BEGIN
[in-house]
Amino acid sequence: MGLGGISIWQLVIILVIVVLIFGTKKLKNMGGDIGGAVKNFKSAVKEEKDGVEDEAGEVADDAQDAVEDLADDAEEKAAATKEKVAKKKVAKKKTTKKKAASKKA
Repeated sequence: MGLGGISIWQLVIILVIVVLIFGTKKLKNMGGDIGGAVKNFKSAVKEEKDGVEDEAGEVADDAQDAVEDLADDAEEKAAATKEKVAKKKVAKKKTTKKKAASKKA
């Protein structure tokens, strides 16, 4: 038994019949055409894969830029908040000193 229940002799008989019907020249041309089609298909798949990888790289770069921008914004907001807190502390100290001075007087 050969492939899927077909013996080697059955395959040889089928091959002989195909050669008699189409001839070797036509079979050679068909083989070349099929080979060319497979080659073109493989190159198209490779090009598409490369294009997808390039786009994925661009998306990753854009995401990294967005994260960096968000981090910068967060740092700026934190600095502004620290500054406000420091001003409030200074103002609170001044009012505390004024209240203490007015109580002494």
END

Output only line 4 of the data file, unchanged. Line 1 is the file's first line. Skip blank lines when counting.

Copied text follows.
């Protein structure tokens, strides 16, 4: 038994019949055409894969830029908040000193 229940002799008989019907020249041309089609298909798949990888790289770069921008914004907001807190502390100290001075007087 050969492939899927077909013996080697059955395959040889089928091959002989195909050669008699189409001839070797036509079979050679068909083989070349099929080979060319497979080659073109493989190159198209490779090009598409490369294009997808390039786009994925661009998306990753854009995401990294967005994260960096968000981090910068967060740092700026934190600095502004620290500054406000420091001003409030200074103002609170001044009012505390004024209240203490007015109580002494």